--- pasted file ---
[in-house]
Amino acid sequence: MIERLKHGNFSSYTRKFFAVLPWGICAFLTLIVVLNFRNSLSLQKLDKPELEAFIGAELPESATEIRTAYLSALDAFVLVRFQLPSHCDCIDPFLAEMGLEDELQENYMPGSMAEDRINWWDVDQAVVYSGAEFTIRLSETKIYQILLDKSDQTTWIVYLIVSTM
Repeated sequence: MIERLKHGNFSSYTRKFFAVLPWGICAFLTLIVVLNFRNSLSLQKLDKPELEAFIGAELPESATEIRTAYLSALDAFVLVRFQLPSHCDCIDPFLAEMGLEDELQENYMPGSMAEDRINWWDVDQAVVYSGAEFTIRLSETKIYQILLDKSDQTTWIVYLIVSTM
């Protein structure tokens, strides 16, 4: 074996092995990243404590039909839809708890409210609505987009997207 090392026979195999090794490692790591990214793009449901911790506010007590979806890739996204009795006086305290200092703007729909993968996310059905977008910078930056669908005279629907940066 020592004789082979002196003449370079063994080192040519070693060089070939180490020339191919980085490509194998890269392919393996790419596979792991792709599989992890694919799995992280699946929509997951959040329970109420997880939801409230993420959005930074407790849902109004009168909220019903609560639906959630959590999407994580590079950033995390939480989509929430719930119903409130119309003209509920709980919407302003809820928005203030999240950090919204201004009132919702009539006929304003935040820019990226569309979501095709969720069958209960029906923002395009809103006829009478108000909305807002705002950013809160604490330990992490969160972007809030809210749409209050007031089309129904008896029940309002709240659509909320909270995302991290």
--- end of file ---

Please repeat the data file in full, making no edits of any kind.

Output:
[in-house]
Amino acid sequence: MIERLKHGNFSSYTRKFFAVLPWGICAFLTLIVVLNFRNSLSLQKLDKPELEAFIGAELPESATEIRTAYLSALDAFVLVRFQLPSHCDCIDPFLAEMGLEDELQENYMPGSMAEDRINWWDVDQAVVYSGAEFTIRLSETKIYQILLDKSDQTTWIVYLIVSTM
Repeated sequence: MIERLKHGNFSSYTRKFFAVLPWGICAFLTLIVVLNFRNSLSLQKLDKPELEAFIGAELPESATEIRTAYLSALDAFVLVRFQLPSHCDCIDPFLAEMGLEDELQENYMPGSMAEDRINWWDVDQAVVYSGAEFTIRLSETKIYQILLDKSDQTTWIVYLIVSTM
């Protein structure tokens, strides 16, 4: 074996092995990243404590039909839809708890409210609505987009997207 090392026979195999090794490692790591990214793009449901911790506010007590979806890739996204009795006086305290200092703007729909993968996310059905977008910078930056669908005279629907940066 020592004789082979002196003449370079063994080192040519070693060089070939180490020339191919980085490509194998890269392919393996790419596979792991792709599989992890694919799995992280699946929509997951959040329970109420997880939801409230993420959005930074407790849902109004009168909220019903609560639906959630959590999407994580590079950033995390939480989509929430719930119903409130119309003209509920709980919407302003809820928005203030999240950090919204201004009132919702009539006929304003935040820019990226569309979501095709969720069958209960029906923002395009809103006829009478108000909305807002705002950013809160604490330990992490969160972007809030809210749409209050007031089309129904008896029940309002709240659509909320909270995302991290």